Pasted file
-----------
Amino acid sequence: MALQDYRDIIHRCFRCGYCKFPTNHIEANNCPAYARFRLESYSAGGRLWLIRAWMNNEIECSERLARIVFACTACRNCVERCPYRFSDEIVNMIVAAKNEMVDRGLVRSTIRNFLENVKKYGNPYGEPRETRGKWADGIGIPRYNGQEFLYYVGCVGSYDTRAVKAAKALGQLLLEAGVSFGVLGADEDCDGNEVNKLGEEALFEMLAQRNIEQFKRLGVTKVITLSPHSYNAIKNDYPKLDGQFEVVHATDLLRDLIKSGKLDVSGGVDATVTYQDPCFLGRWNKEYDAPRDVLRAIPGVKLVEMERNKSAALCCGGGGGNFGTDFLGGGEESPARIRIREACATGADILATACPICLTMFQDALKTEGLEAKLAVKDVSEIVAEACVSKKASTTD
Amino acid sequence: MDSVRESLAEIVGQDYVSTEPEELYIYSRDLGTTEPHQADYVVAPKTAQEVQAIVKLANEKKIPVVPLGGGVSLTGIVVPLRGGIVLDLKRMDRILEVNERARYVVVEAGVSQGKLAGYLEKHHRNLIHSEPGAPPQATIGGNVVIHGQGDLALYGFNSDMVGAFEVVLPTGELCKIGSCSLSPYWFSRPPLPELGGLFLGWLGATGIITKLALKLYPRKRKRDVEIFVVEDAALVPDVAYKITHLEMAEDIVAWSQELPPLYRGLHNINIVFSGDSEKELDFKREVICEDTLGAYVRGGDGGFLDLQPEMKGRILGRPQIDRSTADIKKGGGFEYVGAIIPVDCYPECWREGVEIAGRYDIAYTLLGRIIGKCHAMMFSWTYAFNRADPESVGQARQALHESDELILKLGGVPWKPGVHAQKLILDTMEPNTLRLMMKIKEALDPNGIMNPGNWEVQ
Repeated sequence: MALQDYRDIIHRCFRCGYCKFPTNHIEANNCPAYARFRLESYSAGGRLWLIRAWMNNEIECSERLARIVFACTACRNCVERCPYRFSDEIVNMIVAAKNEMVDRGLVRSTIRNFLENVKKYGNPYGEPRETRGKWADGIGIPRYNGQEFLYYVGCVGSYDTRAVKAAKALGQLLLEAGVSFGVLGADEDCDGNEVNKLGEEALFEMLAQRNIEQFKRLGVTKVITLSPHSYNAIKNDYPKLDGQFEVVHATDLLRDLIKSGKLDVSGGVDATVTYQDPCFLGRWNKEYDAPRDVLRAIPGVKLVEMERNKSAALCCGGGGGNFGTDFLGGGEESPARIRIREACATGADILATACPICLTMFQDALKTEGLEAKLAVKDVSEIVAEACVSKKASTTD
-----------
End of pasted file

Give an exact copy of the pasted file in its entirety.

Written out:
Amino acid sequence: MALQDYRDIIHRCFRCGYCKFPTNHIEANNCPAYARFRLESYSAGGRLWLIRAWMNNEIECSERLARIVFACTACRNCVERCPYRFSDEIVNMIVAAKNEMVDRGLVRSTIRNFLENVKKYGNPYGEPRETRGKWADGIGIPRYNGQEFLYYVGCVGSYDTRAVKAAKALGQLLLEAGVSFGVLGADEDCDGNEVNKLGEEALFEMLAQRNIEQFKRLGVTKVITLSPHSYNAIKNDYPKLDGQFEVVHATDLLRDLIKSGKLDVSGGVDATVTYQDPCFLGRWNKEYDAPRDVLRAIPGVKLVEMERNKSAALCCGGGGGNFGTDFLGGGEESPARIRIREACATGADILATACPICLTMFQDALKTEGLEAKLAVKDVSEIVAEACVSKKASTTD
Amino acid sequence: MDSVRESLAEIVGQDYVSTEPEELYIYSRDLGTTEPHQADYVVAPKTAQEVQAIVKLANEKKIPVVPLGGGVSLTGIVVPLRGGIVLDLKRMDRILEVNERARYVVVEAGVSQGKLAGYLEKHHRNLIHSEPGAPPQATIGGNVVIHGQGDLALYGFNSDMVGAFEVVLPTGELCKIGSCSLSPYWFSRPPLPELGGLFLGWLGATGIITKLALKLYPRKRKRDVEIFVVEDAALVPDVAYKITHLEMAEDIVAWSQELPPLYRGLHNINIVFSGDSEKELDFKREVICEDTLGAYVRGGDGGFLDLQPEMKGRILGRPQIDRSTADIKKGGGFEYVGAIIPVDCYPECWREGVEIAGRYDIAYTLLGRIIGKCHAMMFSWTYAFNRADPESVGQARQALHESDELILKLGGVPWKPGVHAQKLILDTMEPNTLRLMMKIKEALDPNGIMNPGNWEVQ
Repeated sequence: MALQDYRDIIHRCFRCGYCKFPTNHIEANNCPAYARFRLESYSAGGRLWLIRAWMNNEIECSERLARIVFACTACRNCVERCPYRFSDEIVNMIVAAKNEMVDRGLVRSTIRNFLENVKKYGNPYGEPRETRGKWADGIGIPRYNGQEFLYYVGCVGSYDTRAVKAAKALGQLLLEAGVSFGVLGADEDCDGNEVNKLGEEALFEMLAQRNIEQFKRLGVTKVITLSPHSYNAIKNDYPKLDGQFEVVHATDLLRDLIKSGKLDVSGGVDATVTYQDPCFLGRWNKEYDAPRDVLRAIPGVKLVEMERNKSAALCCGGGGGNFGTDFLGGGEESPARIRIREACATGADILATACPICLTMFQDALKTEGLEAKLAVKDVSEIVAEACVSKKASTTD